Why Parenting Challenges Your Purpose

09/10/2017 11:08

When Louise Redknapp bravely revealed in an interview recently that her life had taken a backseat to her family, it struck a chord with many of us. She proudly welcomed back her recently revived career, which helped regain her sense of purpose. It's something many of us can relate to.

While any parent I know would agree that having children was the single best decision in their life, they would also admit that they've had to say goodbye to the life they once had. This isn't always a bad thing, and in some ways, I secretly revel in the thought of not having to make an effort on Saturday nights anymore! But the one thing that is hard to accept, is how your career and your sense of purpose changes.

Part-time struggles
Speaking from experience, after a year of maternity leave, I returned to work part-time. At first it was great, but I soon came to appreciate that it's impossible to have it all. If I returned full-time, I would lose precious time with my child I'd never get again, but my career would be on track. If I remained part-time, the opportunity for growth in my role would remain stagnant, but at least I'd have no regrets as a mother. I chose the latter and took the trade-offs that came with it.

I have seen many talented friends and myself, lose their sense of who they are after having a child, and can understand Louise's plight.

It's not selfish to want that.

If you spent your entire career building up your reputation, only to have to start again, it's depressing.

It saddens me that in this day and age, more isn't done to help parents get back to work. Sure, there are part-time roles, but many of them are low paid and not taxing enough. All the while, there's this great resource of untapped talent singing the wheels on the frigging bus every day!

Flex Appeal
Some parents and brands however are getting behind the #FlexAppaeal - a well supported campaign to help mums and dads get back to work, fronted by blogger Anna Whitehouse.

It got me thinking, many people describe parenting as a 'full time job' - if it had its own description, what would it look like? I think something like this:

"DEDICATED CARER WANTED FOR FULL TIME ROLE. MUST BE FLEXIBLE, HARD-WORKING AND DEVOTED.

We're looking for someone to fill the full-time position of 'Parent'. You will be required to devote your entire time to the upbringing of a child, which will require unpaid overtime and a 24 hour 'on call' flexibility. You will be rewarded with unconditional love and may find a revival in your hair condition, since you no longer have the time to destroy it with straightening irons. This also means, you are willing to give up your personal appearance for a limited or potentially ongoing period.

Salary
You will be compensated for up to 39 weeks - the first six weeks will be at 90% of your pervious salary, the remaining time you will receive approximately £136.78 per week.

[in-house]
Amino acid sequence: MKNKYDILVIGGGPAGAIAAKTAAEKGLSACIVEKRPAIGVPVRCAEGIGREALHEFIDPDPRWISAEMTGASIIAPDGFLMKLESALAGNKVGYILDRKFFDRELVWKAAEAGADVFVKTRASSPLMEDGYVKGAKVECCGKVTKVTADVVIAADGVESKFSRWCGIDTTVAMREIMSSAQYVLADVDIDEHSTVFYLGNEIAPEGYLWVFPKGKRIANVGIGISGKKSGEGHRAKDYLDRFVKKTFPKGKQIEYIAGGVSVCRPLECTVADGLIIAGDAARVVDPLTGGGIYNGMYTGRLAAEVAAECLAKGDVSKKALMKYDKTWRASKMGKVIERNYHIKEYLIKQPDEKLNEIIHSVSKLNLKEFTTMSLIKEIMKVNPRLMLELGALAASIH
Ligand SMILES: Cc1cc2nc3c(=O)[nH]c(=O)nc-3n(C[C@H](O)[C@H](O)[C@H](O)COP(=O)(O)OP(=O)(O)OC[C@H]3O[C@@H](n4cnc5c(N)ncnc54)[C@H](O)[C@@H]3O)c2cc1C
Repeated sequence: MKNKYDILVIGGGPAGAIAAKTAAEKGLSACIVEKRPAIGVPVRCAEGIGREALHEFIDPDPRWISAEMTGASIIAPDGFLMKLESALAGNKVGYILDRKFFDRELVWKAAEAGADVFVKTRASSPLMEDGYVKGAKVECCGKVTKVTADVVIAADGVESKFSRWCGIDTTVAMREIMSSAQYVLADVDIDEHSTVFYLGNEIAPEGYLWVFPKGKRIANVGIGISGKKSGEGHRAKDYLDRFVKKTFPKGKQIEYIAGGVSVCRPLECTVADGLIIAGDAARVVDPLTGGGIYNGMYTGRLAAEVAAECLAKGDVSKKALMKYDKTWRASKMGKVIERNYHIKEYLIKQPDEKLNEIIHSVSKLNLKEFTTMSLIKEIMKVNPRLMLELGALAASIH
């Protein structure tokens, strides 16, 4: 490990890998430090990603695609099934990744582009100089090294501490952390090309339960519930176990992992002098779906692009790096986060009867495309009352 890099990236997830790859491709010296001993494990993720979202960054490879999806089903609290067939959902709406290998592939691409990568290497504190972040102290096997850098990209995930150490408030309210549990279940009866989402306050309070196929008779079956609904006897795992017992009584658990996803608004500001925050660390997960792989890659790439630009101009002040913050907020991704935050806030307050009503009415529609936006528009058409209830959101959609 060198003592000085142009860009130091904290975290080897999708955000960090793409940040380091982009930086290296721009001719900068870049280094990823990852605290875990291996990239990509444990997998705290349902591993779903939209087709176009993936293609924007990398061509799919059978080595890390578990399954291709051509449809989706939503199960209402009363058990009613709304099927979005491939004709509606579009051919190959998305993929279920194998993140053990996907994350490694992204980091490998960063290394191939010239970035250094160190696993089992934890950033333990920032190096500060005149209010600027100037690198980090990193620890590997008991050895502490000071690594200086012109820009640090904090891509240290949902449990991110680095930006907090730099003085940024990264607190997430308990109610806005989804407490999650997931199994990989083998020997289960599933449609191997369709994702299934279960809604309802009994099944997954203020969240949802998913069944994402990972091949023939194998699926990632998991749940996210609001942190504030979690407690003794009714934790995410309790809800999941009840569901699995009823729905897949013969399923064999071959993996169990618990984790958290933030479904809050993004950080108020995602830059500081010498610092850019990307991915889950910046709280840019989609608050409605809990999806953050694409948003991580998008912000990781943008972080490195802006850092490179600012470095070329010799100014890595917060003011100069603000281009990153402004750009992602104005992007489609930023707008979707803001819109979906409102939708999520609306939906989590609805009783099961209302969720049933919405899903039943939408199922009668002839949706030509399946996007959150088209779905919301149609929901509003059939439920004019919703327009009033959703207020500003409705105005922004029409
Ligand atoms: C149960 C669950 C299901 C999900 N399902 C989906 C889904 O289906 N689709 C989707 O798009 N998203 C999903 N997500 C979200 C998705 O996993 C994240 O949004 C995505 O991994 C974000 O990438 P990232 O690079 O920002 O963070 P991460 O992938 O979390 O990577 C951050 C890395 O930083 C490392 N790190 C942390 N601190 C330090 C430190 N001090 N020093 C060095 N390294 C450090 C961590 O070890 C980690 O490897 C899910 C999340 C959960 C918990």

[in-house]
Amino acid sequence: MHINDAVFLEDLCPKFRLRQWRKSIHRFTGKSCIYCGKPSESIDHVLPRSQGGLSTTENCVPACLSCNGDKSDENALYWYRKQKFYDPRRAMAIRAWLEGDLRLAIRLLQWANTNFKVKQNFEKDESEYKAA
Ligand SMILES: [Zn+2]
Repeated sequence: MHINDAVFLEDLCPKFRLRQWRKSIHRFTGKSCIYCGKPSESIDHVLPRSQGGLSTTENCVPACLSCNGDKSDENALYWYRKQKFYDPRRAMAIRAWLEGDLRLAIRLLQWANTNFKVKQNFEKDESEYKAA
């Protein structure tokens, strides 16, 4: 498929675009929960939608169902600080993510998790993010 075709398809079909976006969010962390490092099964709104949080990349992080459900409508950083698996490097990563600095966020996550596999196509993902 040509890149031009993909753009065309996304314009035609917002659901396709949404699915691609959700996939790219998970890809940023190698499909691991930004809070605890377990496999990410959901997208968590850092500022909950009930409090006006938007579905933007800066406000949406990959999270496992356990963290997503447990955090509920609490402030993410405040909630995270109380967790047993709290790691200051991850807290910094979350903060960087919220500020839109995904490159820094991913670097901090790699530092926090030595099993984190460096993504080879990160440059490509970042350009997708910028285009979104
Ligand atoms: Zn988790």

Qualifications
• Must be able to read and write, since you will be filling in lots of forms and reading bedtime stories, a lot.

Requirements
• Must be willing to work 24hours, including night-shifts - sometimes this means as little as four hours sleep a night.
• A tolerance to small talk is preferable, especially during NCT meetings and health clinic visits you will be attending
• You must be resilient, since the lack of sleep will make you prone to arguments with those around you. You must also be able to withstand constant unsolicited parenting advice from people you come encounter, including questions such as 'when are you having another child'.
• We will supply a state-of-the-art travel system; however, you will be expected to open and close this in under a minute, at any given notice. You will also be expected to keep up to date on your nearest lifts and ramp access.
• You will be provided with at least 30 minutes a day of free time, where you are expected to complete washing duties.

Additional Qualifications
• Ability to cook, sing or entertain useful but not essential, since you will learn on the job
• It is useful if you can drive, since you will be required to attend endless parent and baby classes, as an added expense to this role.

Occupational Hazards
You may, or may not, experience a number of occupational hazards, including but not limited to:
• Exhaustion and tiredness
• Weight gain or weight loss
• Mastitis
• Loss of interest in sex
• A non-existant social life
• "Baby brain"
• Nutritional deficiency

To be a parent
Don't get me wrong, being a parent is a gift and blessing and I feel beyond lucky to have my family. But the sacrifice and toll it takes on your career is not to be underestimated, and there is more, much more, companies can do, to help parents find their purpose once again.

This post is dedicated to all the working and stay at home mums in the world.

For more, please visit www.milkdrunkdiary.com and follow @milkdrunkdiary on Facebook and Twitter.

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